In other suspension news, the Indianapolis Colts will be without interior defender Arthur Jones for the first four weeks, but unlike the Steelers and Bell, this should mostly hurt the Colts from a depth perspective. Jones was already facing the challenge of returning from an ankle injury that kept him out of the entire 2015 regular season. And in his first season with the Colts in 2014, he graded below average in both pass rushing and run defense, ranking 110th out of 126 qualifying interior defenders overall. In response, the Colts invested heavily in their defensive line last offseason, notably bringing in in Kendall Langford from St Louis and drafting a pair of Stanford lineman, Henry Anderson and David Parry, both of whom graded extremely well during their final college season (Anderson was the highest-graded interior defender in the entire FBS in 2014). Parry had a rough rookie season at nose tackle, but Anderson and Langford were both well above average in their first season in Indianapolis – and the latter two are the players ahead of Jones on the depth chart.

Drafted in 2010 by the Ravens, Jones to this point has produced just one season of positive grades – his 2013 contract year that earned him a contract with the Colts. And this suspension makes Jones’ uphill battle even steeper. When he comes back he’ll likely be fighting for a spot in the rotation along with players such as Billy Wynn, T.Y. McGill, and Earl Okine — all three graded slightly below average last season, but were still better than what Jones put on the field in 2014.

Who should be the Bills' No. 2 and No. 3 WRs? 

Heading into the 2016 preseason, Sammy Watkins is firmly entrenched as the Buffalo Bills’ No.1 receiver, despite still recovering from offseason foot surgery. We’ve recently examined Watkins’ potential for a big season, if healthy, but what options do the Bills have behind him? Robert Woods and Chris Hogan were the team’s two main receivers behind Watkins in 2015, but both graded negatively in the passing game and Hogan departed the team this offseason (along with Percy Harvin). For Woods it was the worst season of his three-year career, in part due to a lack of elusiveness compared to his peers across the NFL. He gained 552 yards on 47 receptions, but forced only three missed tackles and averaged only 3.1 yards after the catch – both figures ranked in the bottom half of the league and weren’t far from his 2014 and 2013 marks. At his best Woods is a solid receiver – take a look at his 2014 week 12 performance vs the Jets for an example – but he hasn’t consistently played at that level.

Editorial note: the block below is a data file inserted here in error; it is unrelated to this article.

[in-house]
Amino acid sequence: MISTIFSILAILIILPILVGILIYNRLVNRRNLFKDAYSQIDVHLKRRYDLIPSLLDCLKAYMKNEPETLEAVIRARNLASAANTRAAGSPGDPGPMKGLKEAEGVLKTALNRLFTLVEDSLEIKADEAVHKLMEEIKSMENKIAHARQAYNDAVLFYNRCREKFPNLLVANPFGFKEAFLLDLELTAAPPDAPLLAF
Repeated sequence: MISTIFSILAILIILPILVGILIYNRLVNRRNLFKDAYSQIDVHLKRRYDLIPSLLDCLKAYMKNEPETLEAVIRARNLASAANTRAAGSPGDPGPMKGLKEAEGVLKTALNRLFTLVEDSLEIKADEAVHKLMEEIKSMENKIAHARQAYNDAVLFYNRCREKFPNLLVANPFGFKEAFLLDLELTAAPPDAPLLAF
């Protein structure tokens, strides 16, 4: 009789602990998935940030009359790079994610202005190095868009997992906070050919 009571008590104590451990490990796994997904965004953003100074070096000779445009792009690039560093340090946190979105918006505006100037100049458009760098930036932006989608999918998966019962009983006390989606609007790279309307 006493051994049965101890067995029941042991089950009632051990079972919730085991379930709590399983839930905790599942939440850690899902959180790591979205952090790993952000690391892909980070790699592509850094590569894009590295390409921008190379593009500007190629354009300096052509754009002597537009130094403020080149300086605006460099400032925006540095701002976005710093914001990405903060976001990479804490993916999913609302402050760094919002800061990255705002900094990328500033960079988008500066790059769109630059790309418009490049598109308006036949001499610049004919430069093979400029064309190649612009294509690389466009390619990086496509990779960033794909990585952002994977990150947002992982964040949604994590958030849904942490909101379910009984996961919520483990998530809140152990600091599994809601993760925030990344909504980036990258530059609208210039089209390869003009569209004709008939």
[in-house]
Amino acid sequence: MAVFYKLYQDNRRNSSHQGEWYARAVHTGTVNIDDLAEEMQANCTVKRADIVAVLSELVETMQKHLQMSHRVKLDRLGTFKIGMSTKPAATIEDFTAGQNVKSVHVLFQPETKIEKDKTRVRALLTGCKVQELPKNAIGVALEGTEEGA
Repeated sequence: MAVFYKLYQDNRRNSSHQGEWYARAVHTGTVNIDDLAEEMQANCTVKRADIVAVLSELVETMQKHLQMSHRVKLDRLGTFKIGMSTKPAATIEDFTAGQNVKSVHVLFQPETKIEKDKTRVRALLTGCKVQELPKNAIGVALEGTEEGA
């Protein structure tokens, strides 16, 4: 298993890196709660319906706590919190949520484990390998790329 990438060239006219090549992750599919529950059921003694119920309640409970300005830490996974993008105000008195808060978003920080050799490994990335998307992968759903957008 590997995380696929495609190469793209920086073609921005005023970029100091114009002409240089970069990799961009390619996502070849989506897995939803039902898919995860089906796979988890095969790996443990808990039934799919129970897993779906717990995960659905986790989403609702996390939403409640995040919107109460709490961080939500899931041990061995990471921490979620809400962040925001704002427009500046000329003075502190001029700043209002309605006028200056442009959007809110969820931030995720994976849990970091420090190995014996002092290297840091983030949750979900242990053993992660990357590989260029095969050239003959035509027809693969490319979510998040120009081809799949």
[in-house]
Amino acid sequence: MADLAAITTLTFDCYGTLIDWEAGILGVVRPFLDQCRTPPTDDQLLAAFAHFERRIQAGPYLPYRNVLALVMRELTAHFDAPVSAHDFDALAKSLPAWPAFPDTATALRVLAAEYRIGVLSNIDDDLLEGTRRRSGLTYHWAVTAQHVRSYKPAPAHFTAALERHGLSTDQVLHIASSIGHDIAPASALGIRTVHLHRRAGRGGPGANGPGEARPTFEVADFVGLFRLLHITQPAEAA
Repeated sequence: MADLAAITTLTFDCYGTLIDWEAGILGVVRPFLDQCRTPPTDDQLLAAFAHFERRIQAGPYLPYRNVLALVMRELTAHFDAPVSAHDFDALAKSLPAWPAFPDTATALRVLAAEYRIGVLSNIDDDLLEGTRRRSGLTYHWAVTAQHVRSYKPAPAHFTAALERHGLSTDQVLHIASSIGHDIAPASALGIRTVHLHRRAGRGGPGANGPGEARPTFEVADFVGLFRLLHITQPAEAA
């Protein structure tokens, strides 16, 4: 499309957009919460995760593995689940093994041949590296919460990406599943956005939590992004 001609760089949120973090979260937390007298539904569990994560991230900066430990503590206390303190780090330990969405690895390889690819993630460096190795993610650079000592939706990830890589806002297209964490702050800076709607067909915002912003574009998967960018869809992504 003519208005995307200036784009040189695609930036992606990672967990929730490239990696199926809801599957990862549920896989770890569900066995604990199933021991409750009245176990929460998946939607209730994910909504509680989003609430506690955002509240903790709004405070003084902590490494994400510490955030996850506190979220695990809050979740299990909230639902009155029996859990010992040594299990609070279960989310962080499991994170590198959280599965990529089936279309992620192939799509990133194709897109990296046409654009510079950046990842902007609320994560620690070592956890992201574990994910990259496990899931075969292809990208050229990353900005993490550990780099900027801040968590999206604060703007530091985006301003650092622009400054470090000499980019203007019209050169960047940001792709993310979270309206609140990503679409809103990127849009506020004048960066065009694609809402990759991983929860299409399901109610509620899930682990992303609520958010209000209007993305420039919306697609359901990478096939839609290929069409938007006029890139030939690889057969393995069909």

Otherwise, the Bills are looking at a collection of players who each logged less than 100 snaps last season. Dezmin Lewis, Greg Salas, Marquise Goodwin, and Greg Little are among the players vying for playing time behind Watkins and Woods. Of those options, Little is the only one with significant playing time under his belt, but he posted a negative receiving grade in each of his first four seasons and didn’t see a single snap in 2015.

With that uncertainty at receiver, Buffalo will looking for a big season from TE Charles Clay, who signed a sizable free agent contract with the team last offseason. Clay was the team’s second leading pass catcher in 2015 after gaining 528 yards and breaking 16 tackles in 51 receptions. But his receiving grade ranked outside of the top 20 tight ends, in part due to five drops, which was good for the 14th-highest drop rate among 38 qualifying TEs.